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A Closer Look at Women’s Arrest Rates

photo - Arrest of a Woman

Historically, men have been arrested at much higher rates than women in California. However, a recent PPIC report found that while arrest rates declined for both men and women, they dropped significantly more for men than for women (57% and 13%, respectively) between 1980 and 2016. A closer look at gender breakdowns underscores some differences in arrest offenses of men and women—and suggests that they may be differently affected by criminal justice reforms.

Women are still arrested at significantly lower rates than men (1,603 arrests per 100,000 female residents in 2016, compared to 5,270 arrests per 100,000 male residents), but they now represent a larger share of total arrests statewide than they did in 1980, up from about 13% to almost 24%. A closer look reveals they also tend to be arrested for different types of offenses. Relative to their overall share of arrests, women represented a disproportionate share of arrests for property offenses (32%), compared to 23% of arrests for violent offenses and 22% for drug offenses. In stark contrast, women only make up about 7% of felony weapons arrests.

A look at trends in female arrest rates by race/ethnicity shows a decline for women of all races, with greater declines among non-white women. Between 1989—when overall arrest rates peaked—and 2016, arrest rates fell more dramatically for men than for women across all races/ethnicities, but the size of the gender gap varied:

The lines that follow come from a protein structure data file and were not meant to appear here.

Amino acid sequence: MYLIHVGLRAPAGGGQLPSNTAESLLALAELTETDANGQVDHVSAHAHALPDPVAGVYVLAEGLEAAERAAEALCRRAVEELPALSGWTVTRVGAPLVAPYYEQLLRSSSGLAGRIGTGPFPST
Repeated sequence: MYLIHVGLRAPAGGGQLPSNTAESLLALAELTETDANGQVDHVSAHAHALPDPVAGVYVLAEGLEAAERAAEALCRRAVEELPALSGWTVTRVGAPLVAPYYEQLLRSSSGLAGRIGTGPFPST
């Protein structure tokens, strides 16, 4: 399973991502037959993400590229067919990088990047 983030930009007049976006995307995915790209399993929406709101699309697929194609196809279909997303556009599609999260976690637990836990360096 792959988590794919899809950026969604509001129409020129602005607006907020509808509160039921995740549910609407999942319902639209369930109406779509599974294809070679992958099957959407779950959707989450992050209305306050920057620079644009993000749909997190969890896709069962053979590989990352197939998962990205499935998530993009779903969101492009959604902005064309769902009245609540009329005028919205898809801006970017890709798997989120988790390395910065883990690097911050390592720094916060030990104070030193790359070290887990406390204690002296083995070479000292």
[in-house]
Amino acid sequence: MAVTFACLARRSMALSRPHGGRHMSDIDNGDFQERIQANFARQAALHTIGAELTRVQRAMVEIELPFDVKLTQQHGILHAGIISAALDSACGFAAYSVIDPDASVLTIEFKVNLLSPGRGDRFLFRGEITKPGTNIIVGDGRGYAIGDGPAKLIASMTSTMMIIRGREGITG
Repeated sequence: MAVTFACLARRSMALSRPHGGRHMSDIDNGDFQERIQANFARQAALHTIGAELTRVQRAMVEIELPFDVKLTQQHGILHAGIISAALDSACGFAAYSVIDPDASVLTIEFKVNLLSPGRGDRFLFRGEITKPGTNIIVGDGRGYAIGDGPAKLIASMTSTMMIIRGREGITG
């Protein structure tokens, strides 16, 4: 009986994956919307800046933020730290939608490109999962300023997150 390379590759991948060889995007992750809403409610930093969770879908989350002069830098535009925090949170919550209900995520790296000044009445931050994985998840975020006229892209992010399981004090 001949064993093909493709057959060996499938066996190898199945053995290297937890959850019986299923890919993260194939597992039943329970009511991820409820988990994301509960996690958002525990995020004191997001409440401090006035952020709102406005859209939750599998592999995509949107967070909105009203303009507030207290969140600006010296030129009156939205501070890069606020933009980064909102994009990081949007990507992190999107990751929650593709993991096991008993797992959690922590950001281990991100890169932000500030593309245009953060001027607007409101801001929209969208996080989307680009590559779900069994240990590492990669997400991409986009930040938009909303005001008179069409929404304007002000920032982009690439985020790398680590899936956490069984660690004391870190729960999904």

• Arrest rates for white women fell 25%, while arrest rates for white men fell 55%.
  • Arrest rates among Latino women declined by 35%, while rates for Latino men fell 68%.
  • Rates for African American women fell 42%, while rates for African American men fell 58%.

figure - Declines in Arrest Rates Have Been Greater Among Non-white Women

These differing trends are mostly driven by misdemeanor arrest rates, which have declined much more dramatically among men than among women. In 1980, women represented 14% of misdemeanor arrests, but in 2016 this share jumped to 25%, in part due to an increase in female arrest rates for misdemeanor assault and battery offenses. The female share of felony arrests also increased, up from roughly 12% in 1980 to almost 20% in 2016.

While many factors likely contribute to these trends, California’s criminal justice reforms—which have largely focused on property and drug offenses—are likely to have played a role, with different effects on arrests of men and women. Not surprisingly, given gender differences in arrest offenses, the data supports this. For instance, after Proposition 47 reclassified several drug and property offenses from felonies to misdemeanors in November 2014, the female arrest rate for drug offenses declined by 14% and the rate for property offenses fell by 22%, compared to 7% and 10% declines among men. Policymakers would do well to monitor arrest rates for men and women and keep them in mind when considering the impact of criminal justice reforms.

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